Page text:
Alter Your Way to a Perfect Fit
Many of us dread that fitting room in the back of the store. I’m pretty certain we all have had to deal with that frustrating experience in the fitting room of trying on garment after garment hoping to find that perfect fit.I’ll tell you a little about what constitutes a perfectly fitting garment and what you can do, and when, to turn it into one.
A garment fits you when the following conditions are met:
- Trousers and skirts are loose enough so that all pleats, pockets and zip openings lie flat.
- There is an inch to an inch and a half of extra fabric at the hip line of your trousers so that there is no visible underwear line.
- The waistband of trousers and skirts allows for two fingers to be inserted and the stomach does not bulge over the top.
- Skirts turn around the body.
- There is an inch of extra fabric on the skirt that can be pinched away from the body at the hip or six inches below the waistline.
- Skirts don’t ride up when you sit down.
- Jackets are at least an inch wider than the shoulder bones.
- Jackets don’t crease or pull in the back.
- Buttoned up jackets don’t pull across the bust, shoulders or hips.
- Pockets and pleats on a jacket lie flat and do not crease at the waist.
- Jacket sleeve widths allow for a jumper or blouse to worn underneath and the arm rotates easily.
- Jacket sleeve length allows for a quarter of an inch of a cuff to show.
- The sleeve cuff of a blouse hits the wrist bone when the arm is bent.
- There is an inch of double fabric on either side of the blouse or top to prevent buttons from pulling in the chest area.
We are led to believe that there are standard sizes in the garment-manufacturing world, and that we must fit into one. What is true is that size tags are merely suggestions, and should not frustrate you when you don’t seem to fit into the size you have been steered by mass manufacturers to believe you are.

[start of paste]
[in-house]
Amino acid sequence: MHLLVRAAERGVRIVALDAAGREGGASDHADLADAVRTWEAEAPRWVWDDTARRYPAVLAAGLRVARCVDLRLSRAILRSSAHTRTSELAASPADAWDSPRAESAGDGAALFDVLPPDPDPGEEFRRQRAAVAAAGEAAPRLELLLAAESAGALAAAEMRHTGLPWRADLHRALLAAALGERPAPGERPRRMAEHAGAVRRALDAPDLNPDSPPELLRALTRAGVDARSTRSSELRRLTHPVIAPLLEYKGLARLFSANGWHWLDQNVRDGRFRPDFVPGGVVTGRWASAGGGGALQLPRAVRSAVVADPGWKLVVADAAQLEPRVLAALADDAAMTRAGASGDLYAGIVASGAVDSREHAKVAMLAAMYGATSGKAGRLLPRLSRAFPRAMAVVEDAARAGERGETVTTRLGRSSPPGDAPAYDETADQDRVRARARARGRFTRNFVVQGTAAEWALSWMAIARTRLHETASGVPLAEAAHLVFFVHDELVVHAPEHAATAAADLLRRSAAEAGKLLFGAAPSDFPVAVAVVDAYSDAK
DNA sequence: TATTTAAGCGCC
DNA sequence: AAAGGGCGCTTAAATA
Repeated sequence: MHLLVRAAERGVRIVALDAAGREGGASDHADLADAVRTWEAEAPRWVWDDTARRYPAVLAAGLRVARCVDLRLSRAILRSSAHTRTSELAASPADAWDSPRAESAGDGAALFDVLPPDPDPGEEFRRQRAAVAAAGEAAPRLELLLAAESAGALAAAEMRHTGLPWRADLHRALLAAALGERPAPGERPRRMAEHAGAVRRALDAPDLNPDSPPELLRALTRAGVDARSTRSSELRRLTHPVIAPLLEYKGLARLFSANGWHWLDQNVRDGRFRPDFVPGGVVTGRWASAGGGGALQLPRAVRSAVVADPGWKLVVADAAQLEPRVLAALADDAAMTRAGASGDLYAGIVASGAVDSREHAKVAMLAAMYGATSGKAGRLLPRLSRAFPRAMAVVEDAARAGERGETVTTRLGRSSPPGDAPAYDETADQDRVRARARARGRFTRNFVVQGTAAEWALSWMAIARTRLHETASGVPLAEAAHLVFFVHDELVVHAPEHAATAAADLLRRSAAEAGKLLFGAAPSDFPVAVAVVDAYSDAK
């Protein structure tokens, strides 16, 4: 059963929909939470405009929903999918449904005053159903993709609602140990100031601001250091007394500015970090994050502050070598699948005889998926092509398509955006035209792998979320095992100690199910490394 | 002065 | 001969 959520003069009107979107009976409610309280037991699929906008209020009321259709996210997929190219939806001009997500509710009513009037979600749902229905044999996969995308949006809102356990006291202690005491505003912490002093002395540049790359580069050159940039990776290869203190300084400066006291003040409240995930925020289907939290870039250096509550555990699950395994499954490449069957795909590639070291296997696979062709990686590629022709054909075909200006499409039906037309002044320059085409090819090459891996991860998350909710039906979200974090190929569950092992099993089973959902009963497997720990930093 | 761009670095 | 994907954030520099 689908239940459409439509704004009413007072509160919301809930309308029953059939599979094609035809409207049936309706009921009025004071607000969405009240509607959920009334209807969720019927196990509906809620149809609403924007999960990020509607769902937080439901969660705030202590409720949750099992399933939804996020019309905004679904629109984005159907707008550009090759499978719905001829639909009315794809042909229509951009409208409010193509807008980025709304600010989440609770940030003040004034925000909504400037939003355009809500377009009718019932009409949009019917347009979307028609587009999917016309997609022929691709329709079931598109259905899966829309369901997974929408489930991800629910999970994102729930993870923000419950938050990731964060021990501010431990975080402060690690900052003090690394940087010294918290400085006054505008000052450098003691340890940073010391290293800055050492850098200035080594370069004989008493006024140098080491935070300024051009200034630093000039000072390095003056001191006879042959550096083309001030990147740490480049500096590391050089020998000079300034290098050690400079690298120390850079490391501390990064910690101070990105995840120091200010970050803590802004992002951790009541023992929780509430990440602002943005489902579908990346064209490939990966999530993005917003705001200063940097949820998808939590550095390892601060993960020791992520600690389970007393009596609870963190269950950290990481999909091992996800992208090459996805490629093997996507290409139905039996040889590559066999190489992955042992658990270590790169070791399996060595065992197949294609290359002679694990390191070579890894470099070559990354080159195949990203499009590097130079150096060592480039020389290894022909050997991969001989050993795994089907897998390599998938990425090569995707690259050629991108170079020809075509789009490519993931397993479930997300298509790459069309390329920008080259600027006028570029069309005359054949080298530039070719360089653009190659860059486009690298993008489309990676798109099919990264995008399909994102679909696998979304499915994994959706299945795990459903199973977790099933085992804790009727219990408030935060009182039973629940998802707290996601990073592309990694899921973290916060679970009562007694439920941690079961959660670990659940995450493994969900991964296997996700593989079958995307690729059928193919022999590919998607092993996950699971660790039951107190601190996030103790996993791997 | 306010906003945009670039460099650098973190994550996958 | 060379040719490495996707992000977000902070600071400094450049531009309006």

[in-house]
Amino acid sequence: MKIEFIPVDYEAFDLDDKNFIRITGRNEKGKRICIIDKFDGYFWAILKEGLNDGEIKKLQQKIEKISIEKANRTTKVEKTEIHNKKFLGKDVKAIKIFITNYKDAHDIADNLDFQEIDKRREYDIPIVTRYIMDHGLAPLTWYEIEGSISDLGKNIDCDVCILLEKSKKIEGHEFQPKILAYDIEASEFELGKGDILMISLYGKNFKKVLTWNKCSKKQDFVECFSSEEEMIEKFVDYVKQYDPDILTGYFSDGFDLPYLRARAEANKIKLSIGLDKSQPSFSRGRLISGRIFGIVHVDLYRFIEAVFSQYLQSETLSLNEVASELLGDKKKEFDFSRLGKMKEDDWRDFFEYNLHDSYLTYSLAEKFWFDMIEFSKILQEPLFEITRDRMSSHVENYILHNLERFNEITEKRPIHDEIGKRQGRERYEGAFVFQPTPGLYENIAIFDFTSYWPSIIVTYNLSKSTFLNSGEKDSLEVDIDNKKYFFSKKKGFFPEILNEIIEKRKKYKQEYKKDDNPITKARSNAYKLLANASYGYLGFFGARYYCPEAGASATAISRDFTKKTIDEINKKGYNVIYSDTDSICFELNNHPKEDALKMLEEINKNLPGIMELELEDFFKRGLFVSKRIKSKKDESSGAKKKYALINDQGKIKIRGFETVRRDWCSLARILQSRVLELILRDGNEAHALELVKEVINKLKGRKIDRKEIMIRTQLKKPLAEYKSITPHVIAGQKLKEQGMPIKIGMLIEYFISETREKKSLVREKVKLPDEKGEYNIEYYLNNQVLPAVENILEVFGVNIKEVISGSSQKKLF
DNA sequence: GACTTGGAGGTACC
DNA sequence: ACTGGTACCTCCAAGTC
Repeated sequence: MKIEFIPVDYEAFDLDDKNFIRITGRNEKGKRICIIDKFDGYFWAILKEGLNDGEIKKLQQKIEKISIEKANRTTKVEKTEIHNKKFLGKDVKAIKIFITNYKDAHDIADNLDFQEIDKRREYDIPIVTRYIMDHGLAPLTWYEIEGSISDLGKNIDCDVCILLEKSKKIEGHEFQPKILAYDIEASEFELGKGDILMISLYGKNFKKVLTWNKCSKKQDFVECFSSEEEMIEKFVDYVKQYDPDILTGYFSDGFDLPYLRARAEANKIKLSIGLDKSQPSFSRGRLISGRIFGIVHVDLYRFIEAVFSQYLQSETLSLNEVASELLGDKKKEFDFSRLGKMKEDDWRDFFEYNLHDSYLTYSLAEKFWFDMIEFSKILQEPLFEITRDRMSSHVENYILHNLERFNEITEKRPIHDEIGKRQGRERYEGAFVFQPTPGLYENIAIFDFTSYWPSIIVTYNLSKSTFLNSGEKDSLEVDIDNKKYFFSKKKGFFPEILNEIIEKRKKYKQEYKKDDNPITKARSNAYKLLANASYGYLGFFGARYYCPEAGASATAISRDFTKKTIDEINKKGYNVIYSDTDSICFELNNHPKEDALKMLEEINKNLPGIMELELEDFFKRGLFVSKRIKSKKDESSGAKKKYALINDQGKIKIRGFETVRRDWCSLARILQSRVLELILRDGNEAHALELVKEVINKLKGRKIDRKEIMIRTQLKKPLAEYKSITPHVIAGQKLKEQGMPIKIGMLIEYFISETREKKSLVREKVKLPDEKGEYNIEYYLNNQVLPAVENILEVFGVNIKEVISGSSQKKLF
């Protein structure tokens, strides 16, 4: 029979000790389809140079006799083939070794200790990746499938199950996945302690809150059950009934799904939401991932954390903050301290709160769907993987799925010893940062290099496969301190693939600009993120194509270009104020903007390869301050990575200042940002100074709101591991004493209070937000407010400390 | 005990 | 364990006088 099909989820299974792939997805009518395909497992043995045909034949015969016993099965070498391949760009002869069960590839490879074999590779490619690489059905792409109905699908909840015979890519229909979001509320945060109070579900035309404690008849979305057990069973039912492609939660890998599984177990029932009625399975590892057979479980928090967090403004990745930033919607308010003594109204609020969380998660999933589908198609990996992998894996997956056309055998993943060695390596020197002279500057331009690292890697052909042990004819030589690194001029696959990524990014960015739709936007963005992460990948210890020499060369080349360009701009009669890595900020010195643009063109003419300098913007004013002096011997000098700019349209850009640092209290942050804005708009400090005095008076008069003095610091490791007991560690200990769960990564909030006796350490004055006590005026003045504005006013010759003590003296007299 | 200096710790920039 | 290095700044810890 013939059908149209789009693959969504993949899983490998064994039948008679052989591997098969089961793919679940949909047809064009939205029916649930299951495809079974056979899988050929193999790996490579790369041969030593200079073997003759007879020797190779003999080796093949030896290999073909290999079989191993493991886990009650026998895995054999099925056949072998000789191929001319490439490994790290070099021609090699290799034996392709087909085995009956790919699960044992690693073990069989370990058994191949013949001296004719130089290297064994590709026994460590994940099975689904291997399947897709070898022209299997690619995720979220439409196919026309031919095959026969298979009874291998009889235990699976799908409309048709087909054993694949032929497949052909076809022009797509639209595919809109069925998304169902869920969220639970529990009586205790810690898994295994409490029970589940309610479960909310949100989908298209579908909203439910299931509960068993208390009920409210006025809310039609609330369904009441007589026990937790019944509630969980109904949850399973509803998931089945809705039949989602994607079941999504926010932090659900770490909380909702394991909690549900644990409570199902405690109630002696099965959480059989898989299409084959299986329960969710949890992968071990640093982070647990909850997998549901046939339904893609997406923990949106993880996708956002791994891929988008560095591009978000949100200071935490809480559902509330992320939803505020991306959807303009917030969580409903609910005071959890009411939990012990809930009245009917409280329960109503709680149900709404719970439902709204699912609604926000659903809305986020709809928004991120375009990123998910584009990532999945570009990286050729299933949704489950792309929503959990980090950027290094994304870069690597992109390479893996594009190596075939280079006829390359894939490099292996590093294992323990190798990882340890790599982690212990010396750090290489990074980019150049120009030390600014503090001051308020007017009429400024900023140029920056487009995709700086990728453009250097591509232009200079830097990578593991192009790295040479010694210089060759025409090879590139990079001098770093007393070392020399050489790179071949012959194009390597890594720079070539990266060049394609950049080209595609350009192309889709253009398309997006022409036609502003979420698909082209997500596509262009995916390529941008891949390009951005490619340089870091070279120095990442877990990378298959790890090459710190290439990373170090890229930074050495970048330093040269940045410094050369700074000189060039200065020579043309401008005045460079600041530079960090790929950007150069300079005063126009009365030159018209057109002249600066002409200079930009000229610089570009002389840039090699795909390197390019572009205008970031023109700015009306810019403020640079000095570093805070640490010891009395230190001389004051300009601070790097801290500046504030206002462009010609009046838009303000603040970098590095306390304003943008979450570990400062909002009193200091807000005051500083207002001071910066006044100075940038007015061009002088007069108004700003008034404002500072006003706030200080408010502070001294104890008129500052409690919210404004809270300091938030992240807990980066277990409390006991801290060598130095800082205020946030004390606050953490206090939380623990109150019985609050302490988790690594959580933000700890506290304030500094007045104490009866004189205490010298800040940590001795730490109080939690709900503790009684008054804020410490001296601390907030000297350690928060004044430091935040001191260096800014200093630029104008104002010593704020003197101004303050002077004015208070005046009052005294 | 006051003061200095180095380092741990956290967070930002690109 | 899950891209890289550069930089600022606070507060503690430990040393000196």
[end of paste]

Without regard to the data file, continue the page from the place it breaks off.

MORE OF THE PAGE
So before you dejectedly walk back from the fitting room, leaving behind that ill-fitting but oh-so-beautiful blouse on the rack, go back and take a second look, and realize there may be something you can do about it.
You may be able to alter it to perfection. Altering a garment is not a reflection upon you, but on the garment itself; it is just not manufactured to fit YOU or most people for that matter. Therefore, it would be good to change your mindset when shopping and embrace the idea that alterations should and can be an integral part of your shopping experience, and that there are a few that are worth the effort. Some of these are:
- Shortening a shirt or adding a curve to the hem to create a more flattering silhouette.
- Taking in a shirt at the side seams, but making sure there is enough room in the underarm area.
- Taking up a shoulder seam or shortening the straps on tops that hang too low in the chest area.
- Hemming a pair of pants, skirt, dress, or even jeans. With jeans in particular make sure the tailor reattaches the original hem to retain the original stitching so that it will look like it did when you bought it.
- Hemming the sleeve to the correct length (see the guidelines mentioned above).
- Adding darts to a skirt that fits in the waist but too wide in the hips. Use them also to improve the fit in the bust line or slim down a boxy but simply constructed jacket.
- Slimming down a sleeve.
- Tapering a trouser leg as long as bringing them in doesn’t exceed a couple of inches.
- Upgrading the buttons. It’s amazing what buttons can do to change the overall look of a garment. Upgrade from plastic to metal, leather or bone. This one is highly recommended because it can completely transform the look of a garment.
However, it is also smart to know when to stay away from altering a garment. Not every garment can be altered, it’s best to leave those alone and move on. The ones you should never bother with are:
- When you have a very bad armhole. A poor fitting armhole is what it is, and there is no fixing it.
- When a jacket is too long. Don’t even try. Jacket construction is complex and the proportions between the tops of pockets to the bottom of the jacket are a science in the world of pattern drafting.
- When a garment is too small. There are those that can be let out if there is enough seam allowance, but generally speaking it is rare to have a garment with enough fabric for a tailor to comfortably work with.
- When a garment is made of lace or chiffon or that is beaded, sequined or pleated. The highly delicate nature of these fabrics and embellishments require an extremely skilled tailor and will cost way too much to be worth it.
- When a garment has lining. The twists and turns that can result when fooling around with a lining, which is the equivalent of a second garment, are just not worth the trouble.
Realize that alterations are a stylist’s secret weapon. So go ahead and be your own stylist, seek recommendations and find yourself a skilled tailor. Understand and learn the basic terms for tailoring to help you communicate with him or her, and always examine the work to check that everything lines up, seams are even and threads are knotted securely.
Happy shopping and altering!